Hungary is facing the ire of the EU for using European money to fund an anti-abortion campaign.
Last month, posters were plastered all over Budapest with the picture of a foetus begging to be allowed to live.
"I might understand that you're not ready for me yet. But think twice, and put me up for adoption. Let me live!" ran the emotional wording of the posters, which carry the logo of the EU's employment and social solidarity programme Progress.
The month-long campaign, costing 110 million forints (416,000 euros, $603,000) and largely paid for with EU money, raised eyebrows in the European Parliament in Strasbourg this week, where French Socialist MEP Sylvie Guillaume protested.
"The Commission made it very clear: using EU money from the Progress programme or any other EU source to promote an anti-abortion campaign is an abuse and is incompatible with EU values," she wrote on her website.
Hungary's national resources ministry, responsible for the campaign, insisted it had a different interpretation of the terms of the EU funding, but was ready to "draw the appropriate conclusions" if its arguments failed to convince Brussels.
Most of the posters have already disappeared from Budapest's streets anyway, because the campaign only ran until the end of May.
Nevertheless, on Wednesday EU justice commissioner Viviane Reding suggested Brussels could demand its money back.
"This campaign is not in line with the Progress programme," Reding told the European Parliament during a two-hour debate on the Hungarian constitution.
"It is not in line with the project proposal submitted by the Hungarian authorities and therefore the Commission asked to stop this part of the campaign without further delay and to remove all remaining posters."
If Hungary did not do so, "we will start procedures to terminate the agreement and draw the necessary conclusions, including financial," Reding said.
For the centre-right administration of Prime Minister Viktor Orban, which has already clashed with the EU on a whole host of other issues, the campaign was part of a drive for "balanced families".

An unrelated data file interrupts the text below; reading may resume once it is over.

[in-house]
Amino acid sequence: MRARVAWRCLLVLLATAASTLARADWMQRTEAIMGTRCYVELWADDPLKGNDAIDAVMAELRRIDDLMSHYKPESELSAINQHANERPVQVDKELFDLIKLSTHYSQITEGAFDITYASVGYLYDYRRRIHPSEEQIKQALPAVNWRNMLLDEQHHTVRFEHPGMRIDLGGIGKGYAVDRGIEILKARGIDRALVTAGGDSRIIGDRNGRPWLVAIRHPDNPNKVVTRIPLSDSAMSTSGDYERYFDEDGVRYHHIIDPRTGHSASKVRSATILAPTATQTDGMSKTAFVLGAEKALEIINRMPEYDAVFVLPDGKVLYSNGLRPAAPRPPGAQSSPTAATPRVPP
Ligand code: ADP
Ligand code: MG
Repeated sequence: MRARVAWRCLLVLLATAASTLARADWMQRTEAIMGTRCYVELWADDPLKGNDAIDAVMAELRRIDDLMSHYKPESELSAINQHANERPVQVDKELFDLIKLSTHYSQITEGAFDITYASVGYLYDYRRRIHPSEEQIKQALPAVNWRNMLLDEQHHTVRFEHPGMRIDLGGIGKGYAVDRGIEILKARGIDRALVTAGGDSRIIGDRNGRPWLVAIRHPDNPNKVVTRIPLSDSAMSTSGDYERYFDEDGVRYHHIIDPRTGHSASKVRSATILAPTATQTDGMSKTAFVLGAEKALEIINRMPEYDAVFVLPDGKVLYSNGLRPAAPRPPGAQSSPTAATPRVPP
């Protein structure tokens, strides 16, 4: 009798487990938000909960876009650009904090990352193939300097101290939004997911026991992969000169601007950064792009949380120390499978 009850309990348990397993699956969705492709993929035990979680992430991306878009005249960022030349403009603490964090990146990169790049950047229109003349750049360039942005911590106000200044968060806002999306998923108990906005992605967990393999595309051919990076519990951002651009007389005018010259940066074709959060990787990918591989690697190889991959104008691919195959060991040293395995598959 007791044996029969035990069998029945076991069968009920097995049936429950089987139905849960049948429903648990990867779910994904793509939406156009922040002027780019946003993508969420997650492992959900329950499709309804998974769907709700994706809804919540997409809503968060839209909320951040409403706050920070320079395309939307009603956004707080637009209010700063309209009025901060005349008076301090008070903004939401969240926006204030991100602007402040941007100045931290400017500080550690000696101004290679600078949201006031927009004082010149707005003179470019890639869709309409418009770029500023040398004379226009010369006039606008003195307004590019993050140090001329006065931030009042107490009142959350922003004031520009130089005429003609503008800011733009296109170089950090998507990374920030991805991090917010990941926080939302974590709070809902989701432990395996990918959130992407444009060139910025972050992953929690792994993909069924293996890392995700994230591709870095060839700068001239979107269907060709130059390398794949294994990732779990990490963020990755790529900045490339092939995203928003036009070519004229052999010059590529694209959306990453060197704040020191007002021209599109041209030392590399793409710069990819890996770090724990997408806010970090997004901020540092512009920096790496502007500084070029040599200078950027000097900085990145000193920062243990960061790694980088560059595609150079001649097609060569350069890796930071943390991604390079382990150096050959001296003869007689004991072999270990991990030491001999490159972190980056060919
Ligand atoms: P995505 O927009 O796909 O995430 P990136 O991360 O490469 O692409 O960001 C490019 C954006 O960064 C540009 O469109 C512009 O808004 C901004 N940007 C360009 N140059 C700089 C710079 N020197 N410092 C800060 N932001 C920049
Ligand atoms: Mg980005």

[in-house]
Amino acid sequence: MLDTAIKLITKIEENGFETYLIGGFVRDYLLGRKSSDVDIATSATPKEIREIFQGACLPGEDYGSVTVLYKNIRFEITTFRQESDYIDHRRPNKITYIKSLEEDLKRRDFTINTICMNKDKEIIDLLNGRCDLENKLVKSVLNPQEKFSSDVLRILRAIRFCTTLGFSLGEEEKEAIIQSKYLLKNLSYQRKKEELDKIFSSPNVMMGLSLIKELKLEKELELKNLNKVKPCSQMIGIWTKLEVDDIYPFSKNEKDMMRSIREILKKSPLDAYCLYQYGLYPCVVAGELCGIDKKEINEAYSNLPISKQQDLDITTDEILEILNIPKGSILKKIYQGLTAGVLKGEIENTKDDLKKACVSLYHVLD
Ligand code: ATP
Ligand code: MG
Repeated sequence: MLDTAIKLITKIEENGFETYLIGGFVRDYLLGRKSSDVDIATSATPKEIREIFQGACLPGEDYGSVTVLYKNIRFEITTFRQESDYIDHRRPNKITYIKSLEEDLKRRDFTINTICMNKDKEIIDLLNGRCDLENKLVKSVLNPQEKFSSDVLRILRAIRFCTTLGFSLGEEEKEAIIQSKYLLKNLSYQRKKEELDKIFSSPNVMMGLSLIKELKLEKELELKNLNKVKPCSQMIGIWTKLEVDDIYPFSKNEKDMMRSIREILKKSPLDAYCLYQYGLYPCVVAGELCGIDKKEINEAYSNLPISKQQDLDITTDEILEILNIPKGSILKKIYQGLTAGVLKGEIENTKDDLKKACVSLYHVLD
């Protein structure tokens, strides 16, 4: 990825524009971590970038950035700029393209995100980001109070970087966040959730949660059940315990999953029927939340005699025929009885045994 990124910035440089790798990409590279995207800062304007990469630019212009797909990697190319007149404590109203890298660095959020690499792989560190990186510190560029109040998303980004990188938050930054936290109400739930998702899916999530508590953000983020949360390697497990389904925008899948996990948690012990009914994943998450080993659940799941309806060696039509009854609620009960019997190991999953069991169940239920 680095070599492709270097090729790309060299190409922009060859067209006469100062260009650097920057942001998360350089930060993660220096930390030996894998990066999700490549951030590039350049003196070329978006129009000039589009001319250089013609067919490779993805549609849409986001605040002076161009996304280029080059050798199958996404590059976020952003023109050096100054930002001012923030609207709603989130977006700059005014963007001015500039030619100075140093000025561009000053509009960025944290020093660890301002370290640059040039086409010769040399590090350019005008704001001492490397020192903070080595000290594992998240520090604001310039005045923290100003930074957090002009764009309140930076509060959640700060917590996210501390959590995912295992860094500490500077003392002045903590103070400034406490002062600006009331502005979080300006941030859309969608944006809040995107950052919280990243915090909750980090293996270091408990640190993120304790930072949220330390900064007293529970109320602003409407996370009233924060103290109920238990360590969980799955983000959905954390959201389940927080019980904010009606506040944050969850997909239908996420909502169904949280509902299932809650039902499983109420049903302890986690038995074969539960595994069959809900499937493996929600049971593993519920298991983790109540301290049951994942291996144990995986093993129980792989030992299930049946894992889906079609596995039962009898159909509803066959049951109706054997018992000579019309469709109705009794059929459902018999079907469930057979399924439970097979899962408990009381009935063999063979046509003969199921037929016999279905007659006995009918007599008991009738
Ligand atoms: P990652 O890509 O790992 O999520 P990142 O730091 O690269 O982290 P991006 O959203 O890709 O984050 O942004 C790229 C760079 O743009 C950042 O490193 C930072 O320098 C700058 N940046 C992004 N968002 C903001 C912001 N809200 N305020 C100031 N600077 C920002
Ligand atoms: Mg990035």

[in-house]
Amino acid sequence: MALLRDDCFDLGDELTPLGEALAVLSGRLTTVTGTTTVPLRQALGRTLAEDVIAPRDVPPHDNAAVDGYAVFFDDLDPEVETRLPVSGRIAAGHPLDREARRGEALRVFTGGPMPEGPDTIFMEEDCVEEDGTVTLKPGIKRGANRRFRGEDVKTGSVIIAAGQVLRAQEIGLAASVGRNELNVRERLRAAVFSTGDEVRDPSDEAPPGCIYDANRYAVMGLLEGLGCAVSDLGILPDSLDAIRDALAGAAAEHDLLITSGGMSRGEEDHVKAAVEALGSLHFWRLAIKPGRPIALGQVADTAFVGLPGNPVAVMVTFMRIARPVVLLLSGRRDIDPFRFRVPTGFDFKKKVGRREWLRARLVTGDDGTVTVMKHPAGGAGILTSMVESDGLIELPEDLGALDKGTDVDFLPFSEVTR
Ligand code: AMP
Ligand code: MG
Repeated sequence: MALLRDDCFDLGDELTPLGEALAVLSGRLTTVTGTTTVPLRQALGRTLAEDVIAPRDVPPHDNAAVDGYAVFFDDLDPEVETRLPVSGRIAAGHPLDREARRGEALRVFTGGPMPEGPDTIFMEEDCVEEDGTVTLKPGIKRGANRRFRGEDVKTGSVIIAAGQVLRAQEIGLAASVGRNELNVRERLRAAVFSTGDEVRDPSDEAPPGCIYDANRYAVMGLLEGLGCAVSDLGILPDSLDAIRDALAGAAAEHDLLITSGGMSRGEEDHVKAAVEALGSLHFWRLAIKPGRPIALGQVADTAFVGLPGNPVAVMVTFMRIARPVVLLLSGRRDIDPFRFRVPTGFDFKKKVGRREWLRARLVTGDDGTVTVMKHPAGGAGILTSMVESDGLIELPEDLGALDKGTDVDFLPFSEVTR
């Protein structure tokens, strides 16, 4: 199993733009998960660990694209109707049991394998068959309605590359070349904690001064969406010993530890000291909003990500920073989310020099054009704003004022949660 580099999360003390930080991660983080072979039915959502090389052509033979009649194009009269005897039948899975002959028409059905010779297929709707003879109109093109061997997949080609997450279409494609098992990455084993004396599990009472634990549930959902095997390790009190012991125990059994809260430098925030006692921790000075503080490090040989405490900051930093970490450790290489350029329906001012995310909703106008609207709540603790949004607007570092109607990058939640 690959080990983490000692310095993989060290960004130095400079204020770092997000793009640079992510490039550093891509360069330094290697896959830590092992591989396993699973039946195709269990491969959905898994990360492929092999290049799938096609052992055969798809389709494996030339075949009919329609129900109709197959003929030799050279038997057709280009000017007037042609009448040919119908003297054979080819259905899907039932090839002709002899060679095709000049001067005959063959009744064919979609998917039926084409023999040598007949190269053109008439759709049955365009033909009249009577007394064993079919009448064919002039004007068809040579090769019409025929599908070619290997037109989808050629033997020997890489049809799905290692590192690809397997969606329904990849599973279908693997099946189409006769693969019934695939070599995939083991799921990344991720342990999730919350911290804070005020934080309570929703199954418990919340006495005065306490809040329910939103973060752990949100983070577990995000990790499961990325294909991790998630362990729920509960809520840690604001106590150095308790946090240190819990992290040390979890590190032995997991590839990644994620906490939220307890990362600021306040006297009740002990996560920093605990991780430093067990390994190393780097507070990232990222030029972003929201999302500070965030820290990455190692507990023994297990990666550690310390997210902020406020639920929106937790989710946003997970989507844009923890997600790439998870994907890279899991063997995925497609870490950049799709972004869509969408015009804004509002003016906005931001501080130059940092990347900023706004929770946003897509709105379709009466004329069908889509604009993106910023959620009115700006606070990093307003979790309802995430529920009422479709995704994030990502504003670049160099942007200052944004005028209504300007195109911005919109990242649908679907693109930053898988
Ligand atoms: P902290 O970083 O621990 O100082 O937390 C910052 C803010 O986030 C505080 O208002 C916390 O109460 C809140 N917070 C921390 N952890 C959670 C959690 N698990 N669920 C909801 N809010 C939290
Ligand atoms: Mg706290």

"This campaign addresses women who are ready to give birth to a baby but cannot bring him or her up," said Peter Harrach, deputy leader of the parliamentary Christian Democrat party KDNP, which is the junior coalition member and backed the campaign.
Women's rights groups, however, are up in arms and fear it could be a first step towards criminalising abortion.
The posters turned a woman's right to abortion into "a moral question rather than a human rights issue," said Julia Spronz, a lawyer of the Hungarian Women's Lobby.
"It did not respect women's choices over their own bodies. Instead, it just treated their bodies as containers," Spronz said.
In Hungary, 60 percent of the population believe abortions should be legally available, according to a human rights watchdog, the Civil Liberties Union.
But the number of abortions carried out every year has been gradually declining in recent years, and stood at 43,000 in 2009, according to the EU statistics authority, Eurostat.
"This is still higher than in Western Europe. But the situation is much better than one or two decades ago when we performed 100,000 abortions a year," said Nandor Acs, head of the obstetrics and gynecology department at the Semmelweis University School of Medicine.
Instead of anti-abortion posters, better information about birth control was needed, Acs argued.
"If there is better information on contraception, the number of abortions will decrease."
In April, parliament passed a controversial new constitution, establishing that the state had an obligation to protect life, beginning at conception.